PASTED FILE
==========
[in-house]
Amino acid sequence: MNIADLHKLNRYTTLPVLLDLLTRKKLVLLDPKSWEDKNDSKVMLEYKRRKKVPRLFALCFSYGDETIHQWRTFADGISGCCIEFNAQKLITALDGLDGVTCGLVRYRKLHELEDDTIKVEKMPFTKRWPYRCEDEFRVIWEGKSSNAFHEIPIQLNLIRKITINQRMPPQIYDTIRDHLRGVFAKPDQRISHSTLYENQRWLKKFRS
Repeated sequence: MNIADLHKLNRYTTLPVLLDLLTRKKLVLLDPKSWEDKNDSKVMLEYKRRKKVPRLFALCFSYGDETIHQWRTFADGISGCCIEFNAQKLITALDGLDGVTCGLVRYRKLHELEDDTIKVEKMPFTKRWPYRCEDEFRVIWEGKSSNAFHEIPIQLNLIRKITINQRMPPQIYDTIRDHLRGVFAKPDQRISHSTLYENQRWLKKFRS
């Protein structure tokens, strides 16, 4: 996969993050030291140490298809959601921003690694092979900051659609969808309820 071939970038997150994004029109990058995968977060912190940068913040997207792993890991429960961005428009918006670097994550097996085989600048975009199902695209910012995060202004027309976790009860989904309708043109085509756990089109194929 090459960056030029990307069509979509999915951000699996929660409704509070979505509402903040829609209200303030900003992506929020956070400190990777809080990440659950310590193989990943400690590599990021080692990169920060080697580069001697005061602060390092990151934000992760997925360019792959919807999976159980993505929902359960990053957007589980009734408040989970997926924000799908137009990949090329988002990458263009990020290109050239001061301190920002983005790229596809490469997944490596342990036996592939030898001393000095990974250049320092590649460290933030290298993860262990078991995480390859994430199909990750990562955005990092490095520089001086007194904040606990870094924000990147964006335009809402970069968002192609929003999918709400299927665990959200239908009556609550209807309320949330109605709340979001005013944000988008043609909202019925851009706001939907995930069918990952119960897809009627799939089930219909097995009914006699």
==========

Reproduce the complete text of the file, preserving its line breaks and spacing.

[in-house]
Amino acid sequence: MNIADLHKLNRYTTLPVLLDLLTRKKLVLLDPKSWEDKNDSKVMLEYKRRKKVPRLFALCFSYGDETIHQWRTFADGISGCCIEFNAQKLITALDGLDGVTCGLVRYRKLHELEDDTIKVEKMPFTKRWPYRCEDEFRVIWEGKSSNAFHEIPIQLNLIRKITINQRMPPQIYDTIRDHLRGVFAKPDQRISHSTLYENQRWLKKFRS
Repeated sequence: MNIADLHKLNRYTTLPVLLDLLTRKKLVLLDPKSWEDKNDSKVMLEYKRRKKVPRLFALCFSYGDETIHQWRTFADGISGCCIEFNAQKLITALDGLDGVTCGLVRYRKLHELEDDTIKVEKMPFTKRWPYRCEDEFRVIWEGKSSNAFHEIPIQLNLIRKITINQRMPPQIYDTIRDHLRGVFAKPDQRISHSTLYENQRWLKKFRS
């Protein structure tokens, strides 16, 4: 996969993050030291140490298809959601921003690694092979900051659609969808309820 071939970038997150994004029109990058995968977060912190940068913040997207792993890991429960961005428009918006670097994550097996085989600048975009199902695209910012995060202004027309976790009860989904309708043109085509756990089109194929 090459960056030029990307069509979509999915951000699996929660409704509070979505509402903040829609209200303030900003992506929020956070400190990777809080990440659950310590193989990943400690590599990021080692990169920060080697580069001697005061602060390092990151934000992760997925360019792959919807999976159980993505929902359960990053957007589980009734408040989970997926924000799908137009990949090329988002990458263009990020290109050239001061301190920002983005790229596809490469997944490596342990036996592939030898001393000095990974250049320092590649460290933030290298993860262990078991995480390859994430199909990750990562955005990092490095520089001086007194904040606990870094924000990147964006335009809402970069968002192609929003999918709400299927665990959200239908009556609550209807309320949330109605709340979001005013944000988008043609909202019925851009706001939907995930069918990952119960897809009627799939089930219909097995009914006699």